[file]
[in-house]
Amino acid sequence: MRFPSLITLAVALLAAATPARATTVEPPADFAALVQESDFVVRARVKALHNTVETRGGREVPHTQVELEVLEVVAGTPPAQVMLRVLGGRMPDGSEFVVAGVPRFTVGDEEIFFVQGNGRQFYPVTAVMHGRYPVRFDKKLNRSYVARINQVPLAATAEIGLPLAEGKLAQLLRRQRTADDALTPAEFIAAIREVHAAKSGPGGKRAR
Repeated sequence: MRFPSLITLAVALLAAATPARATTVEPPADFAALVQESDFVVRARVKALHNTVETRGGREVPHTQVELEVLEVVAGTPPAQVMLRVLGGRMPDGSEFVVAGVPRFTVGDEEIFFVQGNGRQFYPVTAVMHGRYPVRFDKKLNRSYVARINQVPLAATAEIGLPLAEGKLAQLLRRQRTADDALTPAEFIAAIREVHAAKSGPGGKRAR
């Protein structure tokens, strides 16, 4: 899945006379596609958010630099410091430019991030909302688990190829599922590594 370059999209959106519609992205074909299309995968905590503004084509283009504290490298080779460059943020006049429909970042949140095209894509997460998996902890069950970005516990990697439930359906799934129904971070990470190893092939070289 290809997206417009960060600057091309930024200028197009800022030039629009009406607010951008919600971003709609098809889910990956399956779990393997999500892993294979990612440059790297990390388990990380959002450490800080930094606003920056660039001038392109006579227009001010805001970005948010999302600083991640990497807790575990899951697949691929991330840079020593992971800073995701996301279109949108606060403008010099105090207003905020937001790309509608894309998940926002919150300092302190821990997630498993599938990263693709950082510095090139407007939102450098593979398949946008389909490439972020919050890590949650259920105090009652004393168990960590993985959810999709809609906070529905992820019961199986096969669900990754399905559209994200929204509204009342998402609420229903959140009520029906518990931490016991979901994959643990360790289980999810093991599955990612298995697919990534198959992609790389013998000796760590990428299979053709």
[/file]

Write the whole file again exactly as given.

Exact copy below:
[in-house]
Amino acid sequence: MRFPSLITLAVALLAAATPARATTVEPPADFAALVQESDFVVRARVKALHNTVETRGGREVPHTQVELEVLEVVAGTPPAQVMLRVLGGRMPDGSEFVVAGVPRFTVGDEEIFFVQGNGRQFYPVTAVMHGRYPVRFDKKLNRSYVARINQVPLAATAEIGLPLAEGKLAQLLRRQRTADDALTPAEFIAAIREVHAAKSGPGGKRAR
Repeated sequence: MRFPSLITLAVALLAAATPARATTVEPPADFAALVQESDFVVRARVKALHNTVETRGGREVPHTQVELEVLEVVAGTPPAQVMLRVLGGRMPDGSEFVVAGVPRFTVGDEEIFFVQGNGRQFYPVTAVMHGRYPVRFDKKLNRSYVARINQVPLAATAEIGLPLAEGKLAQLLRRQRTADDALTPAEFIAAIREVHAAKSGPGGKRAR
């Protein structure tokens, strides 16, 4: 899945006379596609958010630099410091430019991030909302688990190829599922590594 370059999209959106519609992205074909299309995968905590503004084509283009504290490298080779460059943020006049429909970042949140095209894509997460998996902890069950970005516990990697439930359906799934129904971070990470190893092939070289 290809997206417009960060600057091309930024200028197009800022030039629009009406607010951008919600971003709609098809889910990956399956779990393997999500892993294979990612440059790297990390388990990380959002450490800080930094606003920056660039001038392109006579227009001010805001970005948010999302600083991640990497807790575990899951697949691929991330840079020593992971800073995701996301279109949108606060403008010099105090207003905020937001790309509608894309998940926002919150300092302190821990997630498993599938990263693709950082510095090139407007939102450098593979398949946008389909490439972020919050890590949650259920105090009652004393168990960590993985959810999709809609906070529905992820019961199986096969669900990754399905559209994200929204509204009342998402609420229903959140009520029906518990931490016991979901994959643990360790289980999810093991599955990612298995697919990534198959992609790389013998000796760590990428299979053709």